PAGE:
2. Require lease payments for the additional right of use equivalent to the standalone price for the additional right of use, including adjustments for conditions unique to the contract

To explain further, the amendment must include an additional right of use asset with payment similar to what would be required for the same asset under a standalone contract. However, some amount of variance to the standalone pricing may be appropriate if supported by the circumstances of the contract.

The following example will illustrate the accounting according to ASC 842 for a lease amendment resulting in the right to use an additional asset or assets.

Example: Accounting for amendments resulting in obtaining additional asset under ASC 842

Similar to our previous example, assume XYZ, Inc. enters into a 10-year lease with a landlord for one floor of a building with the following terms:

  • Payments: $15,000/month
  • Escalation: 4%, annually
  • Lease commencement: January 1, 2018
  • Lease end date: December 31, 2027
  • TIA: $80,000

The rent for the first floor and the TIA of $80,000 are straight-lined over the 10-year lease term, resulting in total annual rent expense of $208,110. XYZ, Inc. is a public entity who plans to transition to ASC 842 on January 1, 2019. As a result, the lease amortization table below is identical to the one under the ASC 840 example, except for a January 1, 2018 commencement date.

ASC 840 Deferred Rent and TIA Amortization Schedule

Now, assume XYZ, Inc. transitions to ASC 842 on January 1, 2019. The lease is classified as an operating lease and the incremental borrowing rate in effect at transition is 3%. To transition to ASC 842 the lessee calculates the lease liability as the present value of the remaining lease payments, which equals $1,751,734. The right of use (ROU) asset is the lease liability minus the unamortized incentive balance of $72,000 and the deferred rent of $36,110. The journal entry to record the lease at transition to ASC 842 is:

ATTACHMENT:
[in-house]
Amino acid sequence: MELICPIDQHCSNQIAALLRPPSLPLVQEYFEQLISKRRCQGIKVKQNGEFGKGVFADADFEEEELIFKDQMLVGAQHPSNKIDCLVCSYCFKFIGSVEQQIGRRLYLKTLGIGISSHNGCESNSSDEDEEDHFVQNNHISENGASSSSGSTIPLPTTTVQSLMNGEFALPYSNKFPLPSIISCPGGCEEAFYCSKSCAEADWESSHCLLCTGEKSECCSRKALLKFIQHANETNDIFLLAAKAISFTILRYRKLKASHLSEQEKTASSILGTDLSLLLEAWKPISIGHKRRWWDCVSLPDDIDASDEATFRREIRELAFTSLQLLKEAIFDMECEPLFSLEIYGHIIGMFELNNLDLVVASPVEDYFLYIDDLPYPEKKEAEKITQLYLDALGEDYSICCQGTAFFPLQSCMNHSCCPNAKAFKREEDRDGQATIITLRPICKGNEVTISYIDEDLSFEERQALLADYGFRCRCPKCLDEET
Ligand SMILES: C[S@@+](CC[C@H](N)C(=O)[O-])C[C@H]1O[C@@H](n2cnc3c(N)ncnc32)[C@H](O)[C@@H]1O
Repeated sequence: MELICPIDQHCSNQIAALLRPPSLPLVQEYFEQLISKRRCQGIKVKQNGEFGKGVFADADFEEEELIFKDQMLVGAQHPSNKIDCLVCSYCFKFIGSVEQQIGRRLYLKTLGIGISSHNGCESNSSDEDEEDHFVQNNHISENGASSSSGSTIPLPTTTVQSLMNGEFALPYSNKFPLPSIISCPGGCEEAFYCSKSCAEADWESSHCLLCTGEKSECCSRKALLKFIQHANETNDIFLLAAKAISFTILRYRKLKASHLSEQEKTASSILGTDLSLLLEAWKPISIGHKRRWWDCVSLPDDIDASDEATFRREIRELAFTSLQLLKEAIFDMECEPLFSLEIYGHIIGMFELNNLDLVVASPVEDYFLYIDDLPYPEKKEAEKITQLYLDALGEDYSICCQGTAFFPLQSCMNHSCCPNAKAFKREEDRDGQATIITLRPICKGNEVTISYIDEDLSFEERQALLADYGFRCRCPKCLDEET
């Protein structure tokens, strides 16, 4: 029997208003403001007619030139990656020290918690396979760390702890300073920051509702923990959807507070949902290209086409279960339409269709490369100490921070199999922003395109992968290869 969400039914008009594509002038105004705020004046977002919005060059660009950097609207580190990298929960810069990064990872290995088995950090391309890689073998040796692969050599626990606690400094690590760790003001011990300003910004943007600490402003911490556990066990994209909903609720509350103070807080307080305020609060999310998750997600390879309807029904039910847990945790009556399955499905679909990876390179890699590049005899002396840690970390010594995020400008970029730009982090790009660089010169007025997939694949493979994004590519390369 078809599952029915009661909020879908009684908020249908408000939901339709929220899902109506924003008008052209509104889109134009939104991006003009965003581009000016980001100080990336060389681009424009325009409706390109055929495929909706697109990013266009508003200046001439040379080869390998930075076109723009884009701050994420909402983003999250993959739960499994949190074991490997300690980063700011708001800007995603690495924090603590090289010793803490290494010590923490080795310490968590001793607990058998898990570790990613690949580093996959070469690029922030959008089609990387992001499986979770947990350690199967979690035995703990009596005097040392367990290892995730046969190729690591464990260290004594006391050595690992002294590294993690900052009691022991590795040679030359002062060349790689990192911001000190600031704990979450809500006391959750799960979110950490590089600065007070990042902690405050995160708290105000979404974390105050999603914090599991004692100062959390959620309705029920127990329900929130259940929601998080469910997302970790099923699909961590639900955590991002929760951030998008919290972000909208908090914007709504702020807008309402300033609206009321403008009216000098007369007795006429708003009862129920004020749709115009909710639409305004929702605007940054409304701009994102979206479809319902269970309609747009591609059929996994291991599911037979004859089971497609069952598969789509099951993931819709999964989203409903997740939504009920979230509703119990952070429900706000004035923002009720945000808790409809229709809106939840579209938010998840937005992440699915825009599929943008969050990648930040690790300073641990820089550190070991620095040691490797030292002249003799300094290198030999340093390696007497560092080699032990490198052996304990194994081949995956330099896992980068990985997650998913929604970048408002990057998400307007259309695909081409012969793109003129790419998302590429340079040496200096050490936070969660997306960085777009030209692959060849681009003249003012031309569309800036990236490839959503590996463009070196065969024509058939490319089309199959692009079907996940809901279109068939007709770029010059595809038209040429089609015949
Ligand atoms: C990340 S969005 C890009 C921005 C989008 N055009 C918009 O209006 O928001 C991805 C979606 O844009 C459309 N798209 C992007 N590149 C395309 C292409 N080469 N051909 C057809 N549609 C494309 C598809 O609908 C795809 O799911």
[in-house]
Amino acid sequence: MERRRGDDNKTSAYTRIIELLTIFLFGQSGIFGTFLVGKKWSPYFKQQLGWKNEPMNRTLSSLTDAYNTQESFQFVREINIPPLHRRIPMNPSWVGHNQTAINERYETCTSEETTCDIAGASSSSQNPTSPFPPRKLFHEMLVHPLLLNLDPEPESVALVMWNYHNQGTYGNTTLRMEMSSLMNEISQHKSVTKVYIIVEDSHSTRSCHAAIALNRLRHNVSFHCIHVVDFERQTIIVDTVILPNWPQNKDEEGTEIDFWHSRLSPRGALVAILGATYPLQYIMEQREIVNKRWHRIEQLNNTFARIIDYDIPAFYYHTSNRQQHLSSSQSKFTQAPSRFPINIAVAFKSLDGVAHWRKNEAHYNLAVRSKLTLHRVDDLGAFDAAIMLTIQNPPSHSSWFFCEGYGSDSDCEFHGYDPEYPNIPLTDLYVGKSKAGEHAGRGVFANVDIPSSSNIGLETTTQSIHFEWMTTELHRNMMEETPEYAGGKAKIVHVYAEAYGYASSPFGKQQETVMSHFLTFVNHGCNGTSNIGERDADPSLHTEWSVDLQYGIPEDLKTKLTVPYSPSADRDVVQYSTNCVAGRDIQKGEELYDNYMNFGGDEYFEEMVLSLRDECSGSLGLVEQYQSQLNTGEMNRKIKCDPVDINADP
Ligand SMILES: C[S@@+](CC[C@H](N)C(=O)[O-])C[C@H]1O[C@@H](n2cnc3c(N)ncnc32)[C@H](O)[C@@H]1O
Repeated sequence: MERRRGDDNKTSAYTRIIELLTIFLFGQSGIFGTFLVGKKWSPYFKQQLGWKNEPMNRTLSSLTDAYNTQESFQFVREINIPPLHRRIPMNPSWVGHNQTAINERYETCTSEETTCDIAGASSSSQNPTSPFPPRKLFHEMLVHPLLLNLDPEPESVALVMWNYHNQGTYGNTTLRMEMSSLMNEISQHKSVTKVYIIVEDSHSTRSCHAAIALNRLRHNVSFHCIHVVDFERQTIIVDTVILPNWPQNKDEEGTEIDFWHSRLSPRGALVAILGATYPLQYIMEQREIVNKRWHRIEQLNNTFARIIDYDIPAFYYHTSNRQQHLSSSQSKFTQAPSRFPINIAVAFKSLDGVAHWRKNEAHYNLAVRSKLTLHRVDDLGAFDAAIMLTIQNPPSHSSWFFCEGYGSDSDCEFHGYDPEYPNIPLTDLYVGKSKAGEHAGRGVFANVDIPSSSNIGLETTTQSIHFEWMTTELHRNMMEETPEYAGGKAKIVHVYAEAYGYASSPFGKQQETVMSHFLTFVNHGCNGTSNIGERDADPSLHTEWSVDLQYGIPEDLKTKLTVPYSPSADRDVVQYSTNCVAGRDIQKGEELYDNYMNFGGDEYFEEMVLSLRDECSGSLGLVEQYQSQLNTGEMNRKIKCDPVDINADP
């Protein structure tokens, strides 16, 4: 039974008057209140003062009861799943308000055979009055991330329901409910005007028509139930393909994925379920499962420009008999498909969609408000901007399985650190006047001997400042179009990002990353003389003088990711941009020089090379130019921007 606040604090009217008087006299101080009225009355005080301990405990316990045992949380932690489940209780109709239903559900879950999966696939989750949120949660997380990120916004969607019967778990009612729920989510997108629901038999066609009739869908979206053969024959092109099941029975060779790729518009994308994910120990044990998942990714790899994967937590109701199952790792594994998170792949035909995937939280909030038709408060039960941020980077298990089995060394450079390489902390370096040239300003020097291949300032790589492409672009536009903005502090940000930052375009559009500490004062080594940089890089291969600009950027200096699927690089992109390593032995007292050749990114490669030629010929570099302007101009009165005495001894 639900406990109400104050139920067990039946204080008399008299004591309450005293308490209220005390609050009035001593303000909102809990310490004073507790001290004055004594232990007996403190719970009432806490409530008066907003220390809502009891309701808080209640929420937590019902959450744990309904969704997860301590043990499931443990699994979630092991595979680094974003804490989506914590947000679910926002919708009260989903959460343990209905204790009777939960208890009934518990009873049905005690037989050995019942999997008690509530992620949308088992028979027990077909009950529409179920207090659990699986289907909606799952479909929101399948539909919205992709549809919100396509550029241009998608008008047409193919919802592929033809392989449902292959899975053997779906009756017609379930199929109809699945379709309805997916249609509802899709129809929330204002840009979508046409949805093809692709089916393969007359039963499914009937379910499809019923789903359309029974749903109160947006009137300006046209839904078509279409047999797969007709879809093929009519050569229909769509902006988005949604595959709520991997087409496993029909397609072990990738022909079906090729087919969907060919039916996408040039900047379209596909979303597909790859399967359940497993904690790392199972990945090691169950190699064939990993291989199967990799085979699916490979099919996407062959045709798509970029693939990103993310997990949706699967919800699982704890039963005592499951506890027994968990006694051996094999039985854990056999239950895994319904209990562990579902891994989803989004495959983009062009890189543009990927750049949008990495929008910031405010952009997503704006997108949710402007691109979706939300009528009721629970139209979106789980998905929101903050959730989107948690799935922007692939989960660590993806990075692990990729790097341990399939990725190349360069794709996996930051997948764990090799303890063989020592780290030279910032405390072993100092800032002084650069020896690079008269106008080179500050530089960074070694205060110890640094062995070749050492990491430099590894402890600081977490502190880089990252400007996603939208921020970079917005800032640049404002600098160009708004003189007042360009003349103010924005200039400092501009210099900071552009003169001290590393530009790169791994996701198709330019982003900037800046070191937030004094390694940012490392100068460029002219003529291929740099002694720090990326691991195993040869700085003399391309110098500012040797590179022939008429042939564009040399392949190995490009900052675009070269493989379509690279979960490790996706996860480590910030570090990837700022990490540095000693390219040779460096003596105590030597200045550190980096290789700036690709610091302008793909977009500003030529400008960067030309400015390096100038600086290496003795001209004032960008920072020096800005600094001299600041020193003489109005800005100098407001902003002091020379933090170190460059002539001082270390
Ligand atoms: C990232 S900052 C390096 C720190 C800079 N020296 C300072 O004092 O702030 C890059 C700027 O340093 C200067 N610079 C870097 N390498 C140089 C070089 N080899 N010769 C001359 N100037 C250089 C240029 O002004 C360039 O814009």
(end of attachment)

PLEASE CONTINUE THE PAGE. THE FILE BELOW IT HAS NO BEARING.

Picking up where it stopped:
Lease at Transition to ASC 842 Journal Entry

The full amortization schedule for the lease liability and ROU asset immediately following transition is below:

ASC 842 Operating Lease Amortization Schedule

Note that transitioning to ASC 842 has no impact on the total straight-line lease expense recognized by the lessee each year.

Next, on January 1, 2021, due to a growing internet sales business, XYZ, Inc. signs an amendment to the original lease to rent an additional floor in their current building, with the following terms:

  • Payments: $14,000/month
  • Escalation: 4%, annually
  • Lease amendment effective date: January 1, 2021
  • TIA: $150,000
  • Discount rate: 1.5% incremental borrowing rate

The payment terms for the lease of space under the original lease remain unchanged. XYZ, Inc. obtains access to the second floor and receives the TIA as a lump sum payment on January 1, 2021. The end date of the contract for the total leased premises remains unchanged at December 31, 2027.

To apply the correct accounting treatment under ASC 842, XYZ, Inc. must determine if the amendment meets the criteria for a new lease. In order for the amendment to be considered a new lease for accounting purposes, the amendment must grant XYZ, Inc. an additional right of use which was not part of the original contract and the payment terms must be equivalent to a standalone lease agreement.

The amendment in this example is for the use of an additional floor of space. The option to lease the additional floor was not mentioned in the original contract. Thus, the amendment is providing XYZ, Inc. with an additional right of use and the first criteria for a new lease is met.

The second criteria is for the payment terms to be commensurate with a standalone lease agreement for a similar asset. In this scenario, the original lease for office space was for $15,000/month. The original lease was for a single floor and represents a standalone lease. The amendment offers the additional floor at a rate of $14,000/month. The reduction is not a significant departure from the payment terms of the original lease and may represent a portion of the benefit gained by the landlord for not having to locate a new tenant.

As a result of the amendment meeting both criteria for a new lease agreement, the original amortization table and accounting for the lease of the first floor will not change. Instead, XYZ, Inc. will treat the amendment as a new, standalone lease agreement. Assuming in this scenario the lease amendment also qualifies as an operating lease, XYZ, Inc. must now calculate the lease liability and ROU asset for the new lease.

Present Value Calculator